THE INCOME GAP between the richest and poorest Filipino families narrowed in 2018 but remained substantial even amid significant increases in family income and savings, the Philippine Statistics Authority (PSA) said.
PSA also said the proportion of Filipinos whose incomes fell below the poverty threshold in 2015 was larger than initially estimated.
Results of the latest Family Income and Expenditure Survey (FIES) released yesterday put the Filipino family’s average income and spending in 2018 at around P313,348 and P238,641 a year, respectively.
These totals translate to average annual family savings of P74,707 in 2018.
FIES is conducted every three years, the results of which provide information on levels of living, income disparities, and spending patterns.
Adjusted for 2012 price levels, the average 2018 annual family income was P267,134, compared to P250,491 for 2015. Family expenditure, meanwhile, adjusts to P203,445 in 2018 and P201,693 in 2015.
In an e-mail, UnionBank of the Philippines, Inc. Chief Economist Ruben Carlo O. Asuncion said the data reflect “continuing economic growth and average family income.”
“Simply put, the higher and more consistent economic growth is, the higher the incomes the economic players become,” he added.
ING Bank NV Manila Senior Economist Nicholas Antonio T. Mapa said: “The Philippines has enjoyed an impressive growth run in those particular years with low inflation and accommodative monetary policy working together with robust government spending. This has resulted in higher incomes even after adjusting for inflation highlighting the growth of the economy,” he said in an e-mail.
Gross domestic product (GDP) growth averaged 6.5% from 2015 to 2018, according to PSA data. Meanwhile, GDP per capita grew 4.7% on average in those four years.
FIES data showed the average annual family income ranging from P113,453 for the lowest 10% income group (first decile) to P867,461 for the highest 10% income group (tenth decile).
The income gap between the richest and poorest decile groups was 7.6 times in 2018. Those in the top 10% were earning 7.6 times more than those in the poorest 10% that year.
In 2015, the results were P86,195 for the lowest income group and P788,211 for the highest — 9.1 times higher.
The Gini coefficient, a measure of income inequality, gives a ratio of 0.4267 for 2018, slightly lower than 2015’s 0.4438. Gini scores range from zero to one, with zero indicating total income equality and one indicating total income inequality.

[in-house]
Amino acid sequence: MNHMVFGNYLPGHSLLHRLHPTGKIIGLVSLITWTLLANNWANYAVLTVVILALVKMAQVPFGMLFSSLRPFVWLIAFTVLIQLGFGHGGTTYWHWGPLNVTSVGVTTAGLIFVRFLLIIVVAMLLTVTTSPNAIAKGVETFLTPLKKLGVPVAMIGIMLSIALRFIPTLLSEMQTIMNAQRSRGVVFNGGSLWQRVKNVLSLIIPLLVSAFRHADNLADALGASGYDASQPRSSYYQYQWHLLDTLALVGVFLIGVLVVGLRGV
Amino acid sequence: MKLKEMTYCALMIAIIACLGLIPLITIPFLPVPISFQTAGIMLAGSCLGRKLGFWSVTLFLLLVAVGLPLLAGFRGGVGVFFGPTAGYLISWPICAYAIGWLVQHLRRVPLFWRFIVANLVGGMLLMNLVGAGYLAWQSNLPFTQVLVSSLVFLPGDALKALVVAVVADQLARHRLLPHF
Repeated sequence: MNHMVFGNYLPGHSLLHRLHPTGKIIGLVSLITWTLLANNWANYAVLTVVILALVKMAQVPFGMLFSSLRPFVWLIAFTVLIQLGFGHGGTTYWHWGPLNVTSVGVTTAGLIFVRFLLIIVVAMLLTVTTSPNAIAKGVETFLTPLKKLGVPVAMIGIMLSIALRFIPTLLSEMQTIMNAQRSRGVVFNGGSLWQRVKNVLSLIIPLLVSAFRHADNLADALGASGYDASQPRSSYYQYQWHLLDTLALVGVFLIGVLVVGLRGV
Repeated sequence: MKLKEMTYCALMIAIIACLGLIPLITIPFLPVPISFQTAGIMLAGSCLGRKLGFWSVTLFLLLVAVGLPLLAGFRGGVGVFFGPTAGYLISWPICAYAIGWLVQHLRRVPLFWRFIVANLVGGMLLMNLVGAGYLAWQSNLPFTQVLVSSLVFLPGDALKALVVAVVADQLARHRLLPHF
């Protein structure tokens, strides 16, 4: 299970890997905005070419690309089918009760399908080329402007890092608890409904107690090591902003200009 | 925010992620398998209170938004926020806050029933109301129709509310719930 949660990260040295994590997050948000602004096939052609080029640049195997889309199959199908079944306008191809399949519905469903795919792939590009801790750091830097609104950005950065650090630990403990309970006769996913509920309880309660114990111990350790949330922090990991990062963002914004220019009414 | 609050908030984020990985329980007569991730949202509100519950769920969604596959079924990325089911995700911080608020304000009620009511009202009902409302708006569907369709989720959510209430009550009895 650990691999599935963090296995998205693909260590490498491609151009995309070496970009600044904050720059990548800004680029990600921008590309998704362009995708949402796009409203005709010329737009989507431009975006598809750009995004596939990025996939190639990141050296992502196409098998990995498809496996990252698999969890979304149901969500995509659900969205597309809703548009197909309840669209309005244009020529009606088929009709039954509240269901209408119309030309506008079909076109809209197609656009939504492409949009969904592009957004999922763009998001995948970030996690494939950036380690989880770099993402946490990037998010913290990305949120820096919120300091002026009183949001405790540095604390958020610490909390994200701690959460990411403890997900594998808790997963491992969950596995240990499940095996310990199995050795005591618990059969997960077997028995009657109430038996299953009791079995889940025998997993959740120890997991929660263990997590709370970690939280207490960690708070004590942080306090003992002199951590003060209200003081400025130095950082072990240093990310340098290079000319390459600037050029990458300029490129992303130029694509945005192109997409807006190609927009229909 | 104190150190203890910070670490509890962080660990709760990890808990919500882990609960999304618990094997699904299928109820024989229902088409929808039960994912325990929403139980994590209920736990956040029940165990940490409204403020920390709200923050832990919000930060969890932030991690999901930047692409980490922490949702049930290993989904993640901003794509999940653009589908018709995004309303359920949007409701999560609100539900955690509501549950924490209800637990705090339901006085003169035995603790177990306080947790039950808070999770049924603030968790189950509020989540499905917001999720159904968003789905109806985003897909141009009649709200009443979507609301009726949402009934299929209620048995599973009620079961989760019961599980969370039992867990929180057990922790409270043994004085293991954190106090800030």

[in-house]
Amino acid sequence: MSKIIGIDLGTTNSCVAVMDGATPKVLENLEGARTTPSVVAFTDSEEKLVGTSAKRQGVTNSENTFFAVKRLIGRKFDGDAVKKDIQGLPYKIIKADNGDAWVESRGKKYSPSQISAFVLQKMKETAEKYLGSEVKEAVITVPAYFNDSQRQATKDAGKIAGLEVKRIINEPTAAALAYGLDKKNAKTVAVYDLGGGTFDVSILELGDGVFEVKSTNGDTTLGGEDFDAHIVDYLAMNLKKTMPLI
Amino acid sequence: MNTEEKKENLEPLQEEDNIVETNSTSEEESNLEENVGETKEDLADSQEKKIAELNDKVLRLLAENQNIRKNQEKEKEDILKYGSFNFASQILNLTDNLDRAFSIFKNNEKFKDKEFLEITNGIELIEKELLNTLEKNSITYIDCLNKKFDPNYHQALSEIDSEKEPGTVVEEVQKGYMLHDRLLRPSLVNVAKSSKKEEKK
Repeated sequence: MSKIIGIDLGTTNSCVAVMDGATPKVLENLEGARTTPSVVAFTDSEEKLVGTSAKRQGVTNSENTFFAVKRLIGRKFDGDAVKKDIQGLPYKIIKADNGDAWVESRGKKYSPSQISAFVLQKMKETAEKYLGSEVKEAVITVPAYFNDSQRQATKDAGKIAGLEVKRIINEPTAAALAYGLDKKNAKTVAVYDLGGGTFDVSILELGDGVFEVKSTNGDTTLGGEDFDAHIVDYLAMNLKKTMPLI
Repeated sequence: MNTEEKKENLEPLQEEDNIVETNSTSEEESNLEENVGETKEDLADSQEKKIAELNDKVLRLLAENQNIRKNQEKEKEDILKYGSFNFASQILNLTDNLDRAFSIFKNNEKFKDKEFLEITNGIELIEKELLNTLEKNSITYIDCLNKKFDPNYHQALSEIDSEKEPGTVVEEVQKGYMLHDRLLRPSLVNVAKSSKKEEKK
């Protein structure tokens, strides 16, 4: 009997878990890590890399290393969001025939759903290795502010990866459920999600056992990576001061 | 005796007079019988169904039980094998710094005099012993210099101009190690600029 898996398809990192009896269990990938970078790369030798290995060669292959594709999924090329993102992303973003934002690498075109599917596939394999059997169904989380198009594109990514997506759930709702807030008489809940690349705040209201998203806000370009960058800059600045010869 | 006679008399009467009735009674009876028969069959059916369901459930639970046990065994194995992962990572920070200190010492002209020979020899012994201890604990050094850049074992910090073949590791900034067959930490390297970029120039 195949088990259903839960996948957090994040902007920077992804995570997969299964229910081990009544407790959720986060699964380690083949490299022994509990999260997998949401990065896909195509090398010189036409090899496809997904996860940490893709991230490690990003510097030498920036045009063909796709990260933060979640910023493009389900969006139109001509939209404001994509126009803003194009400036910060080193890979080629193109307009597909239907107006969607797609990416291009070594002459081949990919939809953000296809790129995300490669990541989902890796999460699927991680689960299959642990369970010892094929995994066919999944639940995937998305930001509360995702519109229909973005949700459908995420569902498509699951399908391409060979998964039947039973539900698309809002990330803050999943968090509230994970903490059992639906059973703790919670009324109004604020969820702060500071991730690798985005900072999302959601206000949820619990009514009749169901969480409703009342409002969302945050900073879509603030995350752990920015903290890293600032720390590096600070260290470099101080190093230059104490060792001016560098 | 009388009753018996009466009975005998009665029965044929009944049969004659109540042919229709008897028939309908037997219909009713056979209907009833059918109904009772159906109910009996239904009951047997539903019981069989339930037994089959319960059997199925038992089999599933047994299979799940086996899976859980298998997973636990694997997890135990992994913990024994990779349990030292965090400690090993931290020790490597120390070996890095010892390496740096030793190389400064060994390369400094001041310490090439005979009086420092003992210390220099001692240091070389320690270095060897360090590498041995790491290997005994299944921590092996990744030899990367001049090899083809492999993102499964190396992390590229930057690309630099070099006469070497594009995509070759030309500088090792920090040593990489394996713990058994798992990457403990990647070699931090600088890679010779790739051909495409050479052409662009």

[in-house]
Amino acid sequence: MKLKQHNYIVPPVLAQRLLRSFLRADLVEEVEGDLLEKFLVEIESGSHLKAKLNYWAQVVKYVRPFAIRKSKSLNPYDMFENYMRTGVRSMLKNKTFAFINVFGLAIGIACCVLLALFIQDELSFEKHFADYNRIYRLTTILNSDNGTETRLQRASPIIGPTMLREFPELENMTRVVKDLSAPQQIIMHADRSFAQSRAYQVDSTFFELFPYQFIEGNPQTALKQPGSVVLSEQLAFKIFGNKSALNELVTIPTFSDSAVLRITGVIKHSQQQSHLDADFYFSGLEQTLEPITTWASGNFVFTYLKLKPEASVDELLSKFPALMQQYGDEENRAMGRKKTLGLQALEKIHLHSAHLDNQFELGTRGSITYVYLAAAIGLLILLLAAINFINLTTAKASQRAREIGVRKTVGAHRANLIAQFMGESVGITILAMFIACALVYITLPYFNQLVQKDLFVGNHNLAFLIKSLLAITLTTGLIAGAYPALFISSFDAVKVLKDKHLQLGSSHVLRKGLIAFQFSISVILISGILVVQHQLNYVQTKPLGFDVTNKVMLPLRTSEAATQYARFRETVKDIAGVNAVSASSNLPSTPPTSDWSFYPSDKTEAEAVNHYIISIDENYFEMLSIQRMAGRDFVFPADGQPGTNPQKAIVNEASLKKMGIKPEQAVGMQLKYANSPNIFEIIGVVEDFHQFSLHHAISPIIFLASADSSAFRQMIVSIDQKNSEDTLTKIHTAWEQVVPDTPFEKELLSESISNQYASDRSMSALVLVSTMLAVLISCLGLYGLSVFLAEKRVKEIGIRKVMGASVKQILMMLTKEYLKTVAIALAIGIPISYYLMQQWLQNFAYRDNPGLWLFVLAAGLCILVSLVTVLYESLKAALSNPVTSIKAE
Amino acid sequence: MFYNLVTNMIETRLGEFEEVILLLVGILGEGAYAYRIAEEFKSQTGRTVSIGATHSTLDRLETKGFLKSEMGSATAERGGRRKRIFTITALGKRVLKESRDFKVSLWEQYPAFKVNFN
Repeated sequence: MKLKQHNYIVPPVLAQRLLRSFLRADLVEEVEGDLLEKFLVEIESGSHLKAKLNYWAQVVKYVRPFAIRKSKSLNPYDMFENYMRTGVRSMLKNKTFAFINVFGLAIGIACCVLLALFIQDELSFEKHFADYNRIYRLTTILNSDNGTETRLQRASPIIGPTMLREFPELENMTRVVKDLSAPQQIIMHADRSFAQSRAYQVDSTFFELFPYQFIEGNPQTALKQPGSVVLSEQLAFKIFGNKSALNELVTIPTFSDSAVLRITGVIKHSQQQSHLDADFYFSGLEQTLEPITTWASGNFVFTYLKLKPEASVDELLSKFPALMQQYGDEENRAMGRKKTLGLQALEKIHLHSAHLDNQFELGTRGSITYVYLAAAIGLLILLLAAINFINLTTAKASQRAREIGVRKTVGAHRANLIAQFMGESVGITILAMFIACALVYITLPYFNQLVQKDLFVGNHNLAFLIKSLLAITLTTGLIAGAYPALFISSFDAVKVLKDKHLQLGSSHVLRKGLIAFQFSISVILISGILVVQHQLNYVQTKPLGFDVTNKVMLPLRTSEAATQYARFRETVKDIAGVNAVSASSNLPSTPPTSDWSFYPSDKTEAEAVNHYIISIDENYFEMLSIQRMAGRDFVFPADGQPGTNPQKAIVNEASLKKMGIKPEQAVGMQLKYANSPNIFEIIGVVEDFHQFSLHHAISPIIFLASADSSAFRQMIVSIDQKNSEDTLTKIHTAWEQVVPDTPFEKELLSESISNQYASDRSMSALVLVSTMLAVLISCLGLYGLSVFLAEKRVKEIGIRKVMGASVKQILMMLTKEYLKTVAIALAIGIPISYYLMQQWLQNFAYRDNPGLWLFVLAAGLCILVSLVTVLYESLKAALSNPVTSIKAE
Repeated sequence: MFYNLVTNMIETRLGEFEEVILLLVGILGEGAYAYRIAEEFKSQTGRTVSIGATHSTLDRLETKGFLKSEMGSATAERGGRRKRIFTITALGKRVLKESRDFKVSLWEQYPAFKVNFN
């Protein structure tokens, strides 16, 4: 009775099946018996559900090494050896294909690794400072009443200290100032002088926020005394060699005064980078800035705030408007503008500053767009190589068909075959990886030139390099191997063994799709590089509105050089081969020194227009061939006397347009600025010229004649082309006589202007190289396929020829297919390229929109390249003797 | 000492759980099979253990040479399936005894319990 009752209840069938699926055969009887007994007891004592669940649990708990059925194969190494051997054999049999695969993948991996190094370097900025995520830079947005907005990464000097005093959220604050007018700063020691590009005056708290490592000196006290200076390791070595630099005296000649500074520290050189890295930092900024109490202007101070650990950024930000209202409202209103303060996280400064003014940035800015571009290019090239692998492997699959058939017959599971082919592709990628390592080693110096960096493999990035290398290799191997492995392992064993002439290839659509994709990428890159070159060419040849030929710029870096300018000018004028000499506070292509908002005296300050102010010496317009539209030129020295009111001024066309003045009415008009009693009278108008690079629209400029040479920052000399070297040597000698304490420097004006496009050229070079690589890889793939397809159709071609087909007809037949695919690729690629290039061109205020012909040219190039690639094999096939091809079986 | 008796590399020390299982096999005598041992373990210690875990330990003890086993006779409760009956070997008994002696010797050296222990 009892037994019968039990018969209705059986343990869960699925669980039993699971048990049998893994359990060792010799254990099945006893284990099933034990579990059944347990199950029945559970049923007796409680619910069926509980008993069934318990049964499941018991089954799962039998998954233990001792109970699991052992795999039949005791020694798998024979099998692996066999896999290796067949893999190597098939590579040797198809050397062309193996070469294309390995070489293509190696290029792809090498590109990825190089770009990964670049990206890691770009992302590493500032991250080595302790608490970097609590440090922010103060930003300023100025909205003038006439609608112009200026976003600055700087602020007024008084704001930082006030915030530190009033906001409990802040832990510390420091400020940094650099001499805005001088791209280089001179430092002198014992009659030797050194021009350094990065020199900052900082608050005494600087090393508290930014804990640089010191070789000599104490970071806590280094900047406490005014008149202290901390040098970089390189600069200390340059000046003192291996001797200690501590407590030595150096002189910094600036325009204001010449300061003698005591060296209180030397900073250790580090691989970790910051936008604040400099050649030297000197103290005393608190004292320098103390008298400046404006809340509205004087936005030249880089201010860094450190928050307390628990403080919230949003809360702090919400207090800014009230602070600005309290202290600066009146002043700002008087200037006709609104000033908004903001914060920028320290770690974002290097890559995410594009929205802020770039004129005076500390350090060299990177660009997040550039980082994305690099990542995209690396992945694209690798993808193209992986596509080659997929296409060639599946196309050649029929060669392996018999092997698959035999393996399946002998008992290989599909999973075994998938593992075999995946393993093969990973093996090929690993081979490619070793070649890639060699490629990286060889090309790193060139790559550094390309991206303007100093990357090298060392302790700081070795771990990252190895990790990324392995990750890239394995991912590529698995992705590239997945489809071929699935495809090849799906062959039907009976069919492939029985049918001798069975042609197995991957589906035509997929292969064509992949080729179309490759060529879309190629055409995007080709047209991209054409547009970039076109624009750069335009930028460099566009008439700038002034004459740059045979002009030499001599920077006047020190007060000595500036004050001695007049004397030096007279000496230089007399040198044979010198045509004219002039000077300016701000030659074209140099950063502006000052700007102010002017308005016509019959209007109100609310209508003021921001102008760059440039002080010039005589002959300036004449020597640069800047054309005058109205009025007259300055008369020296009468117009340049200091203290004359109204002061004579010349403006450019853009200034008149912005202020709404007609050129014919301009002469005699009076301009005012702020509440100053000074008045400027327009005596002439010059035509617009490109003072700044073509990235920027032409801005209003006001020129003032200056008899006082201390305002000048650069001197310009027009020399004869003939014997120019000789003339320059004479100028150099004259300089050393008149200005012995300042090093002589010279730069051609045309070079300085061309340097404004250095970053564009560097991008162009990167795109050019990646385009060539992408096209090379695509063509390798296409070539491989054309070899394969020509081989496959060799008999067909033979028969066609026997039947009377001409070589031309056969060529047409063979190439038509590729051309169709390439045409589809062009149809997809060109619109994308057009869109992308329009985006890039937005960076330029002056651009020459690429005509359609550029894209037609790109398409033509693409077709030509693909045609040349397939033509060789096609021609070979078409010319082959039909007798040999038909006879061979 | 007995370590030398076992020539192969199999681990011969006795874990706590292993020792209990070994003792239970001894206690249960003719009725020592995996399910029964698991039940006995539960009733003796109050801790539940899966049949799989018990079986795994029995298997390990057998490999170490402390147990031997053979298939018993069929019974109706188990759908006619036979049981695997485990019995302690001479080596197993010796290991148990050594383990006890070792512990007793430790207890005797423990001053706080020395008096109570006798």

“The lower Gini coefficient indicates that the strides of the economy have accrued to Filipinos in other income brackets as well,” ING Bank’s Mr. Mapa said.
“We hope to continue seeing strong growth in the Philippines but more importantly, we hope to see the fruits of our recent growth spurt enjoyed by as many as possible. The road to sustainable growth is always paved with inclusivity,” he added.
Security Bank Corp. Chief Economist Robert Dan J. Roces concurred: “The slight decline of the Gini coefficient… is suggesting falling income inequality and a narrowing of opportunity gaps and should be welcome news. However, there is still a very long way to go,” he told BusinessWorld in an e-mail.
UnionBank’s Mr. Asuncion noted that the narrowed income gap “should be looked into further if indeed that more and more people are enjoying the benefits of higher economic growth.”
“The quality of economic growth should further be investigated if economic growth has indeed made the lives of Filipinos better in 2018 compared to 2015,” he said.
Meanwhile Filipinos living under the poverty threshold in 2015 were more numerous than initially estimated, the PSA noted in a separate report.
Poverty incidence — or the proportion of Filipinos whose incomes fell below the minimum required to meet basic food and non-food requirements — was revised to 23.3% in 2015. This was higher than the 21.6% previously reported on Oct. 27, 2016. The new percentage is equivalent to 23.5 million individuals living under the poverty threshold compared to 21.9 million in the earlier report. — Mark T. Amoguis, Marissa Mae M. Ramos